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Features of subtitling

Features of subtitling for the deaf and hard-of-hearing

Cinécriture works in partnership with associations for deaf and hard-of-hearing adults and children in order to cater to their expectations as closely as possible.

Subtitling for the cinema :

Although the subtitled version of a cinema release is shown at special sessions for the deaf or hard-of-hearing, the audience may well – and in fact ideally – consist of a mix of deaf, hard-of-hearing and hearing people. The subtitles therefore need to meet the expectations of a mixed audience. Hearing people may be interested in this type of subtitling for various reasons : they may be foreigners who are not proficient enough in the language to be able to follow a whole film without subtitles ; some sections of the film may be hard to hear ; or some characters may have a speaking style that is difficult to understand. After a screening of Michel Vaillant, for example, a number of hearing viewers said they were relieved to be able to refer to the subtitles to understand a character who spoke with a strong American accent.

The rules we apply are designed to offer maximum viewing comfort for our audiences.

  • We transcribe the original dialogue verbatim wherever possible, particularly in scenes that allow for simultaneous lip reading (close-ups). However, although reading speed is faster than listening speed (which is only as fast as oral delivery), not all deaf and hard-of-hearing people want to or are able to read long subtitles or subtitles that only flash up on the screen briefly. The answers to questionnaires handed out after screenings have shown that a significant share of audiences have difficulty reading quickly. Moreover, a hearing viewer who hears the dialogues is free to watch the images at the same time, whereas a deaf viewer must read the text first before being able to look at the images. This is the same as when a hearing person watches a foreign-language film, which is why the subtitled translation is much more concise than the spoken dialogue. Therefore, the text may be simplified when the dialogue is particularly fast or when the images contain a lot of information that requires the viewer’s attention, i.e. when important information would be missed if the viewer concentrated on the subtitles alone.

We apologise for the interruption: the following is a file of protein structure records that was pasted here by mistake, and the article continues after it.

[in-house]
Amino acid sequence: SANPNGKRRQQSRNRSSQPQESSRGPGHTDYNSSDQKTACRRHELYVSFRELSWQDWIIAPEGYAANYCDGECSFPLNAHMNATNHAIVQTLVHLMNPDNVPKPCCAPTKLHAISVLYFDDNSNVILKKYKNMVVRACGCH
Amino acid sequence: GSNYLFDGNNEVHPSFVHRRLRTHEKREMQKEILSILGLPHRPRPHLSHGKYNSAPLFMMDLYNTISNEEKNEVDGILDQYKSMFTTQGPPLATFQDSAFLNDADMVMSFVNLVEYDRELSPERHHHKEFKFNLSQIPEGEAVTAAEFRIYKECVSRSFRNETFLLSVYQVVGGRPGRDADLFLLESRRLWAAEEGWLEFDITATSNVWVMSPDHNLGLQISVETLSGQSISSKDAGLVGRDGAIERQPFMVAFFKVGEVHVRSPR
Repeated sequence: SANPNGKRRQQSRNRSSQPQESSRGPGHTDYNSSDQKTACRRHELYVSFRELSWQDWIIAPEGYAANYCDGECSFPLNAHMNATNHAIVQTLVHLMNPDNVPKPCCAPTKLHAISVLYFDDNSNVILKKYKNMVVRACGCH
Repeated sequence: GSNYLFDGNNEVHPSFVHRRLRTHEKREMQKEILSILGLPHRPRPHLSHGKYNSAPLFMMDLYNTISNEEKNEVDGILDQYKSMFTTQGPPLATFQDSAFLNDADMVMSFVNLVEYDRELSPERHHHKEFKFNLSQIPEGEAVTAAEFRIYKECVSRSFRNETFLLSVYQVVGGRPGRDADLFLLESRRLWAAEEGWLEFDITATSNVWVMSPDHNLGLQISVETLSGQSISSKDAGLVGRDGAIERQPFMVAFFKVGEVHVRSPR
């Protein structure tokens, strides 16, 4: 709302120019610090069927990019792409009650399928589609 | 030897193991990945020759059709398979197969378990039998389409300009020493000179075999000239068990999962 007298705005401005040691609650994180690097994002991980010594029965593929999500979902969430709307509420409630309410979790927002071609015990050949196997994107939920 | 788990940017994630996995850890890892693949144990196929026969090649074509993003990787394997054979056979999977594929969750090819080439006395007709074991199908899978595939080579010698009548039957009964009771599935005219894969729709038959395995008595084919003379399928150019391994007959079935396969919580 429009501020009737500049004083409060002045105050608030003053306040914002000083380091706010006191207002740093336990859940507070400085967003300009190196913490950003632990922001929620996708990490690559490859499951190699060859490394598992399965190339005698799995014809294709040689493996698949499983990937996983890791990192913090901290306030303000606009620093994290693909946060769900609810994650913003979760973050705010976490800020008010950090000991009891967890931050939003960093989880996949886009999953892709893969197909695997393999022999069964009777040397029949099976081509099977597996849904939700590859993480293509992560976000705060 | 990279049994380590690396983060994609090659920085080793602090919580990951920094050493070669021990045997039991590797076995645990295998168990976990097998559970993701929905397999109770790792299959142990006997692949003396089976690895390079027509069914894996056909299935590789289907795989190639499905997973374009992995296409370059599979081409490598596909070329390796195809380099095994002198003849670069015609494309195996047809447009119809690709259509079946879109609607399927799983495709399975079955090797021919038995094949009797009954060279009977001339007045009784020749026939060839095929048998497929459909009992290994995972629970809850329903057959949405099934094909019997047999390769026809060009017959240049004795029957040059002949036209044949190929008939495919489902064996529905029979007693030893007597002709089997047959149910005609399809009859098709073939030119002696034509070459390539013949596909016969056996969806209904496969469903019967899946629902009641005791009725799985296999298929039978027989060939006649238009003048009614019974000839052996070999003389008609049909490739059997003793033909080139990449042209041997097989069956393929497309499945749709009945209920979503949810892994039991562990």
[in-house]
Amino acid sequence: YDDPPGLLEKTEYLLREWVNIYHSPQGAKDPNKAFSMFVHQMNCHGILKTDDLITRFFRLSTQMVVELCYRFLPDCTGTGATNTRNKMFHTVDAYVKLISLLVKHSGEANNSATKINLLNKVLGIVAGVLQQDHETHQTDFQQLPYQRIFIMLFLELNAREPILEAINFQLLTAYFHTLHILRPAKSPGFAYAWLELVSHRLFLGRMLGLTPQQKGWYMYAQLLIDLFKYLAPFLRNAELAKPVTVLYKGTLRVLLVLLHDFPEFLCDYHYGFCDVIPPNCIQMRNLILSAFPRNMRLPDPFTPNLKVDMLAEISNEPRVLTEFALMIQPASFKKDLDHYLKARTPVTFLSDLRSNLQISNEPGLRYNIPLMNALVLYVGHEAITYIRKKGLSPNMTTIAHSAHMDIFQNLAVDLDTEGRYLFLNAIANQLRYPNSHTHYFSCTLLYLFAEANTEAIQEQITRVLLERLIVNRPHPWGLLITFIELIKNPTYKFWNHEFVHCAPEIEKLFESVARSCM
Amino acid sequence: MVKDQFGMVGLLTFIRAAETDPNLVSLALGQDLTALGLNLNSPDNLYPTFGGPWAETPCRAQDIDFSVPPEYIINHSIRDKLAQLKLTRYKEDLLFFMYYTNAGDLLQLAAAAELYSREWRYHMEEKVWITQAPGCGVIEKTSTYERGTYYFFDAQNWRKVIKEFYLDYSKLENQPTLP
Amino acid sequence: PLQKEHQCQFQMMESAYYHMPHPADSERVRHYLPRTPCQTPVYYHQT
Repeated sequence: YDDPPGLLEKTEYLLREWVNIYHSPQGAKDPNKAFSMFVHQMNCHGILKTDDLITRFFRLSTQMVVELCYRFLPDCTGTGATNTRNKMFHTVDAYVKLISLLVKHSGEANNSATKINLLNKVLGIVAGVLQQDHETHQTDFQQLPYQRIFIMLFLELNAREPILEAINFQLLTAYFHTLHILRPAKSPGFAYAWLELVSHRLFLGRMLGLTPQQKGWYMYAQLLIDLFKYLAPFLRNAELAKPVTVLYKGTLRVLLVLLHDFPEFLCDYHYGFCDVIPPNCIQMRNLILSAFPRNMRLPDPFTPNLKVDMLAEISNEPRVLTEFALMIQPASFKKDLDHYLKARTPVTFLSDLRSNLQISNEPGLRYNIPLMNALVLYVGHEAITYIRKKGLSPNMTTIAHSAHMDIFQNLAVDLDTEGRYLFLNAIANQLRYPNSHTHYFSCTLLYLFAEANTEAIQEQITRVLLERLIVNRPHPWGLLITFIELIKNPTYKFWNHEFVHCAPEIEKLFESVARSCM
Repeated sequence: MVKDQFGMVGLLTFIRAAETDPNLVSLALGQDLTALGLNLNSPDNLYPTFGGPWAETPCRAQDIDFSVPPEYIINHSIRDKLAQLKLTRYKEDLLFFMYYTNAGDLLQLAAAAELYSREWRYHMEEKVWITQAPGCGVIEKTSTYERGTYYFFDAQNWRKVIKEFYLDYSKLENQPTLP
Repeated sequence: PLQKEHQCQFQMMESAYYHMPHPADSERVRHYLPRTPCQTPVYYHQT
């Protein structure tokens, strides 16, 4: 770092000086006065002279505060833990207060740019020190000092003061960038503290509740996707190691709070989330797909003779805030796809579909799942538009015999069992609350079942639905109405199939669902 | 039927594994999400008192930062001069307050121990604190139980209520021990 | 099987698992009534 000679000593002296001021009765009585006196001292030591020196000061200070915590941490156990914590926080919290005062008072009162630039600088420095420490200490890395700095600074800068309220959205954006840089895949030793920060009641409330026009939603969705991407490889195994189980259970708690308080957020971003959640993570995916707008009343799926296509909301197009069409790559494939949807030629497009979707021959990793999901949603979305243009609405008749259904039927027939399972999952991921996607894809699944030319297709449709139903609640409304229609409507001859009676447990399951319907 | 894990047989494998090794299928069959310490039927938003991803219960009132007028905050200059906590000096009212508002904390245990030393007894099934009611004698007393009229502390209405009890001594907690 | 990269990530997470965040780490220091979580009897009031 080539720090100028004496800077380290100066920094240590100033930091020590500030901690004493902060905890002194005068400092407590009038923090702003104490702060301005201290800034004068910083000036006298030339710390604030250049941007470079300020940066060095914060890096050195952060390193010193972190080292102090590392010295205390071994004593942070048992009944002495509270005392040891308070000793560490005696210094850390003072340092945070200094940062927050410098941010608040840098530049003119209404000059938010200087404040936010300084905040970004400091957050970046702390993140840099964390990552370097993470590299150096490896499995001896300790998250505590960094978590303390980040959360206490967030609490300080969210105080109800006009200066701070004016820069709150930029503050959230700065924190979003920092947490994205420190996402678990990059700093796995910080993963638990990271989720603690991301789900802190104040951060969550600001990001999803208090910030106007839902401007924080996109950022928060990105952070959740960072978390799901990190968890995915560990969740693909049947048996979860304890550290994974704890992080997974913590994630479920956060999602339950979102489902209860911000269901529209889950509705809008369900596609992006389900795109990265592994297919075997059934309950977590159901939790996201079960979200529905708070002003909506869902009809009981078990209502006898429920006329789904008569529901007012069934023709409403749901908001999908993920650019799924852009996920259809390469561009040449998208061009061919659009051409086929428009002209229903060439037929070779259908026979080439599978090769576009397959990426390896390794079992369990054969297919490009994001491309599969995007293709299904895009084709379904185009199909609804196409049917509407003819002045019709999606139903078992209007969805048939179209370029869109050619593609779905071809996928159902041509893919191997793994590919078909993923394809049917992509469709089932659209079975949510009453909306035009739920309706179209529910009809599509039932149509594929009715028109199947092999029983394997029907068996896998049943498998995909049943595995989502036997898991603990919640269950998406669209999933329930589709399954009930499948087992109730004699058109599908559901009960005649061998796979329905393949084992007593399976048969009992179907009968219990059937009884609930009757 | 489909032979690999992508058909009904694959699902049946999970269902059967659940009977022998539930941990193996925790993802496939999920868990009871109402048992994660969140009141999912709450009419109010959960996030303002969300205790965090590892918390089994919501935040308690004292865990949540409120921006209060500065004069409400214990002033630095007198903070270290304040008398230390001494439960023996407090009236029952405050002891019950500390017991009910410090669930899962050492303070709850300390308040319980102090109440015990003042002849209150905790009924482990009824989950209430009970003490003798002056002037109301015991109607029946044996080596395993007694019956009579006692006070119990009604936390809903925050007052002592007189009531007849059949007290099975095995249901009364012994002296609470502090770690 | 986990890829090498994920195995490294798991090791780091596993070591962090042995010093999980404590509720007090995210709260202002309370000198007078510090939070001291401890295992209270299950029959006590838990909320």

• We respect the register intended by the director. The subtitles must transcribe the dialogues of the film, not adapt them to written prose. The register – formal, colloquial, slang, etc. – must therefore be appropriate to the style of the film. For example, if abbreviated forms are used in the spoken dialogues, they should also be used in the subtitles. The same applies to grammatical mistakes, which should appear in inverted commas to show they are intentional.